The government has proposed a relaxation in the planning laws which apply to fracking.
Under the plans, preliminary drilling could be classed as permitted development – the same law that allows people to build a small conservatory.
Opponents of fracking say it shows the government is desperate to encourage fracking.
They call the proposed relaxation of planning law an outrageous subversion of the planning process.
Energy Minister Claire Perry said: “This package of measures delivers on our manifesto promise to support shale and it will ensure exploration happens in the most environmentally responsible way while making it easier for companies and local communities to work together.”
She said shale gas had the potential to lower energy prices, although opponents of the technology say there is no evidence this will happen in the UK.
The proposed changes were applauded by the shale gas firm Cuadrilla.
Its chief executive Francis Egan said: “We welcome the measures the government has introduced on making the planning process faster and fairer and providing additional resources to help local authorities.
“Our permission to drill and test just four shale gas exploratory wells in Lancashire was granted after a lengthy and costly three year process. These timelines must improve if the country is to benefit from its own, much needed, indigenous source of gas.”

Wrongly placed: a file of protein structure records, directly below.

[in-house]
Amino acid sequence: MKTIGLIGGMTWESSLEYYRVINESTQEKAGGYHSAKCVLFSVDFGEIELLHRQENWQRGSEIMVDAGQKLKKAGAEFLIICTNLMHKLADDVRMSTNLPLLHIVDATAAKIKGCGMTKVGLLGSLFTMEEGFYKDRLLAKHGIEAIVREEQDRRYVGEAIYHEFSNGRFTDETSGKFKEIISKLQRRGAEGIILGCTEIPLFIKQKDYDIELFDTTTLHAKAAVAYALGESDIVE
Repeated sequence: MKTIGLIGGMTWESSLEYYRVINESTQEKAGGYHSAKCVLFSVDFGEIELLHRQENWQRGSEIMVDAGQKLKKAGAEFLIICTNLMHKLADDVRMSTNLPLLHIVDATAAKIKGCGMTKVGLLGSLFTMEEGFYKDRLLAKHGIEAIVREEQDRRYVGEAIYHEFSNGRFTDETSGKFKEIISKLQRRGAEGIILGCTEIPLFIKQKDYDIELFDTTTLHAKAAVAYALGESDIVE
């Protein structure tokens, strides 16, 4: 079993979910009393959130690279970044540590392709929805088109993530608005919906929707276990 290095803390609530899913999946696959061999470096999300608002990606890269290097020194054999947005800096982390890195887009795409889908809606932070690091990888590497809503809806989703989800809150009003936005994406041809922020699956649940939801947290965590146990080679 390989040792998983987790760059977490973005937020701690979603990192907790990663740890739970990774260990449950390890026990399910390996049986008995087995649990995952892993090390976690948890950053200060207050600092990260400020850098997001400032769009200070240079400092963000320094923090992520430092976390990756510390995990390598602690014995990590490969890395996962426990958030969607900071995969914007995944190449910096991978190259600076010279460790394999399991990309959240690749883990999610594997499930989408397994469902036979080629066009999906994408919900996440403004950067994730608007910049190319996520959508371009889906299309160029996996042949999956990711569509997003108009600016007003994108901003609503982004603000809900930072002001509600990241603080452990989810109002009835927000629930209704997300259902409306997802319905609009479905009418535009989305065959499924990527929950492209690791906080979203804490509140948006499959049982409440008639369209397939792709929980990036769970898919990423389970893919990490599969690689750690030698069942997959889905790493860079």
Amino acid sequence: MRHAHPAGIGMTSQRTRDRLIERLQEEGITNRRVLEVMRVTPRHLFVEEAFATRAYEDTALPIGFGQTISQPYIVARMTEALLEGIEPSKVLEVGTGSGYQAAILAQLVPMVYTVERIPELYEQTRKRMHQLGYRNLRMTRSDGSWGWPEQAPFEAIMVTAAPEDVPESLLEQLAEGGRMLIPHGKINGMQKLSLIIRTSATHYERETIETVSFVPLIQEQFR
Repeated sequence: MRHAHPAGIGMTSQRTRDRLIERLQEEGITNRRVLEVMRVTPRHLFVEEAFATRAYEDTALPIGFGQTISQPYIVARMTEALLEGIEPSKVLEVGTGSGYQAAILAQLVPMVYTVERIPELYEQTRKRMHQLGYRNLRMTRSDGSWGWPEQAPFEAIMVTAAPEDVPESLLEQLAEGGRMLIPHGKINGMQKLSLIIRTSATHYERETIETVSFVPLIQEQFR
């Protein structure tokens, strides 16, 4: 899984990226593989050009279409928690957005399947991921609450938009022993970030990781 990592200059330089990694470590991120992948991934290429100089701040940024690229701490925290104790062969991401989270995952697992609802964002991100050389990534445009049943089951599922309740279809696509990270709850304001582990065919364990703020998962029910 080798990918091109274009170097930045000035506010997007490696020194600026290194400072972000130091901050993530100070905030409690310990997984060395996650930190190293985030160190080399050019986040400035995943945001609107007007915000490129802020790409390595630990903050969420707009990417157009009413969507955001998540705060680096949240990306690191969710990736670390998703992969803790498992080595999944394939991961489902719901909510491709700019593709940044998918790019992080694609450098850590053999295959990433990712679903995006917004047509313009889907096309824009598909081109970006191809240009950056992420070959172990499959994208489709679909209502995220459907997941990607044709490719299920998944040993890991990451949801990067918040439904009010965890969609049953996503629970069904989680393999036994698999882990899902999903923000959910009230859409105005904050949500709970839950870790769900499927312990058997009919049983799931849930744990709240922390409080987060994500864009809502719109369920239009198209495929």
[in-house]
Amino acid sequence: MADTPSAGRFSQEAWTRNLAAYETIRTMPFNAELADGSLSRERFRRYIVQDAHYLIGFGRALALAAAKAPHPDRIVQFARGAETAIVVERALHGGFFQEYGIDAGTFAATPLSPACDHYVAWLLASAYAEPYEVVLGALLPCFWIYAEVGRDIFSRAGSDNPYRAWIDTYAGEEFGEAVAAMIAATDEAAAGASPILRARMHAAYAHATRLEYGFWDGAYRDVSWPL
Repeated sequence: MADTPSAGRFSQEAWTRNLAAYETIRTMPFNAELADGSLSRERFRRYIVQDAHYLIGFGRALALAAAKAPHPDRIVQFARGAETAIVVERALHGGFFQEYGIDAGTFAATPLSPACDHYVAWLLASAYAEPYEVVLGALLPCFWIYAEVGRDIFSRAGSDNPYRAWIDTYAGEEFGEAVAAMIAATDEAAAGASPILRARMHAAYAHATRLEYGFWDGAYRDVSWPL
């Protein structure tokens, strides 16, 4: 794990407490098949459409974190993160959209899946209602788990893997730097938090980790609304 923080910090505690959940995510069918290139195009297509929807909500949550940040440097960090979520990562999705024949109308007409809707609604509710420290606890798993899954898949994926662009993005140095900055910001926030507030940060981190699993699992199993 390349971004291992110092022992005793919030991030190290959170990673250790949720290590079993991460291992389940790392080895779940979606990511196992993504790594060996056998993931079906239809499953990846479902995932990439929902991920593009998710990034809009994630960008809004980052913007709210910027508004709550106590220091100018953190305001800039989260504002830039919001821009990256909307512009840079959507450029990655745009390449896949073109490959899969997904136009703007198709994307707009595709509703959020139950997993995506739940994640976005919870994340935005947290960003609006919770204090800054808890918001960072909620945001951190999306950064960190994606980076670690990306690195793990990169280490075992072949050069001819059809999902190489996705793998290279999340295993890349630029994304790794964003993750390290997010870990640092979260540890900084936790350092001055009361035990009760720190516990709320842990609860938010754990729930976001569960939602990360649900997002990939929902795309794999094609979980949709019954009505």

Since test fracking triggered a small earthquake in Blackpool seven years ago, no commercial fracking has been started.
Ministers hope to make fracking easier by allowing the early stages under permitted development. A government spokesman confirmed that this would include drilling but not fracturing the rock.
Friends of the Earth condemned the plans, with spokeswoman Rose Dickinson saying: “The government’s plans pervert the planning process and could make England’s landscape a Wild West for whatever cowboy wants to start drilling and digging up our countryside.
“Permitted development was meant to help people build a fence or a conservatory, not drill for gas.”
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